Do you sell British wool?

As a British company we use and sell a LOT of British wool - primarily Bluefaced Leicester which is found in our Milburn, Bowland and Harewood yarns. (For more background on how Milburn came to be have a read of THIS blog post). BUT we do also use and sell a lot of merino. Why? Well, put simply it ticks different boxes to our BFL yarns, and when it comes to choosing yarn I like to try and go for ticking boxes - that’s the pragmatist in me. 
Which boxes does merino tick? It is super soft in a completely different way to BFL; merino has a very smooth softness, so we find that people whose skin is very sensitive to wool can often manage with our merino, especially if it’s got silk in as that just makes it even smoother. 
Because we use highest quality merino wool, it’s also nice and strong and wears well. Like with all types of wool, merino can vary hugely in quality which can be determined by the diameter of the fibre used, measured in microns, but more on that later on. We only use the good stuff and it costs more but I’d rather use it and pay more than use cheaper stuff. If I’m going to spend ages knitting or crocheting a garment I want it to look gorgeous for as long as possible, and that’s aided by using good quality wool. My general motto is: If I wouldn't use it myself, I won't sell it!

 

Reasons to love BFL

  • The wool is fine and dense making it hardwearing;
  • The fibres do not have scales on the surface like other wools do, giving it a lustrous appearance;
  • It is compared in character to mohair and alpaca due to its diameter of 25-26 microns;
  • It spins, felts and dyes beautifully;
  • Soft enough to be worn next to skin;
  • It's a British wool;
  • Good stitch definition.
If you want to know more about bluefaced leicester sheep that this fabulous fibre comes from, check out our interview with Leigh of Hill Top Farm HERE.

     

    How does BFL compare to merino?

    Our merino and Bluefaced Leicester are both the highest quality of those types of fibres so production quality is comparable. Bluefaced Leicester wool is a lustre wool which means it is strong, shiny, and soft, as I am sure you can see in Milburn 4ply and DK. People often think that our pure BFL yarns have silk in just because the wool is so naturally lustrous. Merino is soft, smooth, and less shiny than Bluefaced Leicester; it's better for people with sensitive skin due to the smoothness. They are both very different fibres but we love them equally!

     

    Reasons to love merino

    We have already talked about the reasons we sell merino but wouldn’t want you to just take our word for it so here are the reasons why members of The ECY Garden (our facebook group) love using merino too:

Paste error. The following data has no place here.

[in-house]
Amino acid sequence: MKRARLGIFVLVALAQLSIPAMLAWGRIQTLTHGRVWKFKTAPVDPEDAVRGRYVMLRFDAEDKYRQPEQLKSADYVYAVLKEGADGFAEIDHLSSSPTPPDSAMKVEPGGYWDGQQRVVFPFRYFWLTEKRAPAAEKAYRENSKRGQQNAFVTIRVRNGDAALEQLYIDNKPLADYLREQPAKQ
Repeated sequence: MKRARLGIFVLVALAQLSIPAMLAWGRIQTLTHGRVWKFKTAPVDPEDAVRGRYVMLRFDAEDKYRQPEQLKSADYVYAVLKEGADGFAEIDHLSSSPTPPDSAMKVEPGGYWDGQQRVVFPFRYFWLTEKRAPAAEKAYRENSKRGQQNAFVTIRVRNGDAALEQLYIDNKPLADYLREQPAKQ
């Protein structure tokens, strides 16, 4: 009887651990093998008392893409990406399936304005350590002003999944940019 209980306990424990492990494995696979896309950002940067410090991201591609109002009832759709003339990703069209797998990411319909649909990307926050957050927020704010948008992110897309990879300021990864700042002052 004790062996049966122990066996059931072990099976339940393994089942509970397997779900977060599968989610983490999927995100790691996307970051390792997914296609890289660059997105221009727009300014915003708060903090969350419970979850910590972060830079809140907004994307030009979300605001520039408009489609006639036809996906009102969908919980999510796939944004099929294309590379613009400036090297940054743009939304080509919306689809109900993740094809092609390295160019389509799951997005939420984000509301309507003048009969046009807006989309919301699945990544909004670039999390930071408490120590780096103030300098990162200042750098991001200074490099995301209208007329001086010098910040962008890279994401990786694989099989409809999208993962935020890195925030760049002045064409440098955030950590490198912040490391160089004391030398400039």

• Our merino is cruelty free (see THIS blog post) and good quality which feels nicer to knit/crochet with;
    • It knits beautifully, shows patterns and stitches well;
    • It holds its shape;
    • It is warm;
    • Has all the benefits of wool without being itchy;
    • Is squidgy and bouncy in your hands and slides off the needle (in a good way!);
    • It is hard wearing;
    • Softness;
    • Ease of wear;
    • Comfort;
    • Doesn’t split/unwind when knitting;
    • It takes colours well and keeps them over the years;
    • It doesn’t leave ‘fluff’ on black clothes;
    • It is fun to say 🤣

     

    Merino ewes & lambs

     

    What is the difference between merino and extrafine merino?

    The majority of our merino yarns are extrafine merino, this is so called as it is 19.5 microns (the diameter of wool fibre is measured in microns and the smaller the number the finer the wool). Tempo 4ply (our toughest sock yarn) also uses merino but the fibre is less fine, at 27 microns, making it much more hard wearing but not as smooth and soft. However, it ticks different boxes, so we feel it is still a valuable addition to our collection. It is soft enough for most people to wear next to their skin, but not as soft as our Pendle and Titus yarns.

    Why use Superwash?

    Superwash wool is wool that has been treated to prevent felting and shrinkage during the washing process, thus making it machine washable. We are pursuing organic superwash techniques and as soon as this becomes viable we will switch to that wherever possible. All wool based yarns that we produce are superwash.

    Do you stock non-superwash yarn?

    Yarns in our range which do not feature sheeps wool are not superwash. This means Askham Lace, Askham 4ply, Askham Aran, Whitfell DK, Whitfell Chunky, Bedale 4ply, Eldwick Lace are not superwash as the fibre comes from alpacas, yak and angora goats.

    I hope this is helpful, if you have any questions please do ask!